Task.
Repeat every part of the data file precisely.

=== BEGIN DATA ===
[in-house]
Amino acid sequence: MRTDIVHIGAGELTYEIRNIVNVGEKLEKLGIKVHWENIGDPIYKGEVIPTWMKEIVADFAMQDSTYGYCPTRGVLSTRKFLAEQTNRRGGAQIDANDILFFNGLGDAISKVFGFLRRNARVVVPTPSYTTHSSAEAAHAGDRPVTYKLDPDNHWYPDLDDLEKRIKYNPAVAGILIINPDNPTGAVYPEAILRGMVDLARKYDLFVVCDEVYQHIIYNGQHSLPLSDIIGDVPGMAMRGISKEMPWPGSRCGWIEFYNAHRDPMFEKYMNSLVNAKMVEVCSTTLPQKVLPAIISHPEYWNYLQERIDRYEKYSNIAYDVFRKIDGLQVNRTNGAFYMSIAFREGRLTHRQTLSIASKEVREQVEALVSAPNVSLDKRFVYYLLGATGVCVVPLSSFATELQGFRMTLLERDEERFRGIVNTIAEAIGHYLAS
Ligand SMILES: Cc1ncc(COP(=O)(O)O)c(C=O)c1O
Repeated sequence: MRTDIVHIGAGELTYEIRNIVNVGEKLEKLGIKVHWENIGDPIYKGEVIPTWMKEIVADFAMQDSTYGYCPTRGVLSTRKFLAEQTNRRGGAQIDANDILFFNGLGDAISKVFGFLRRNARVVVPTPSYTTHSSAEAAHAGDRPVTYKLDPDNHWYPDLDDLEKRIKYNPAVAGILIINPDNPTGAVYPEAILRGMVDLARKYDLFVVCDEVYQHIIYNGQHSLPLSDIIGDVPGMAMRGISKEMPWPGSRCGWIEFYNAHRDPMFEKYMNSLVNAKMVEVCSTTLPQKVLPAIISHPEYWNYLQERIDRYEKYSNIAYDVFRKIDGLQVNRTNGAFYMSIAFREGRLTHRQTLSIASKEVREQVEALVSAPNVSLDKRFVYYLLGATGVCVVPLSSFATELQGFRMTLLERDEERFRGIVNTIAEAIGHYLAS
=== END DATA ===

[in-house]
Amino acid sequence: MRTDIVHIGAGELTYEIRNIVNVGEKLEKLGIKVHWENIGDPIYKGEVIPTWMKEIVADFAMQDSTYGYCPTRGVLSTRKFLAEQTNRRGGAQIDANDILFFNGLGDAISKVFGFLRRNARVVVPTPSYTTHSSAEAAHAGDRPVTYKLDPDNHWYPDLDDLEKRIKYNPAVAGILIINPDNPTGAVYPEAILRGMVDLARKYDLFVVCDEVYQHIIYNGQHSLPLSDIIGDVPGMAMRGISKEMPWPGSRCGWIEFYNAHRDPMFEKYMNSLVNAKMVEVCSTTLPQKVLPAIISHPEYWNYLQERIDRYEKYSNIAYDVFRKIDGLQVNRTNGAFYMSIAFREGRLTHRQTLSIASKEVREQVEALVSAPNVSLDKRFVYYLLGATGVCVVPLSSFATELQGFRMTLLERDEERFRGIVNTIAEAIGHYLAS
Ligand SMILES: Cc1ncc(COP(=O)(O)O)c(C=O)c1O
Repeated sequence: MRTDIVHIGAGELTYEIRNIVNVGEKLEKLGIKVHWENIGDPIYKGEVIPTWMKEIVADFAMQDSTYGYCPTRGVLSTRKFLAEQTNRRGGAQIDANDILFFNGLGDAISKVFGFLRRNARVVVPTPSYTTHSSAEAAHAGDRPVTYKLDPDNHWYPDLDDLEKRIKYNPAVAGILIINPDNPTGAVYPEAILRGMVDLARKYDLFVVCDEVYQHIIYNGQHSLPLSDIIGDVPGMAMRGISKEMPWPGSRCGWIEFYNAHRDPMFEKYMNSLVNAKMVEVCSTTLPQKVLPAIISHPEYWNYLQERIDRYEKYSNIAYDVFRKIDGLQVNRTNGAFYMSIAFREGRLTHRQTLSIASKEVREQVEALVSAPNVSLDKRFVYYLLGATGVCVVPLSSFATELQGFRMTLLERDEERFRGIVNTIAEAIGHYLAS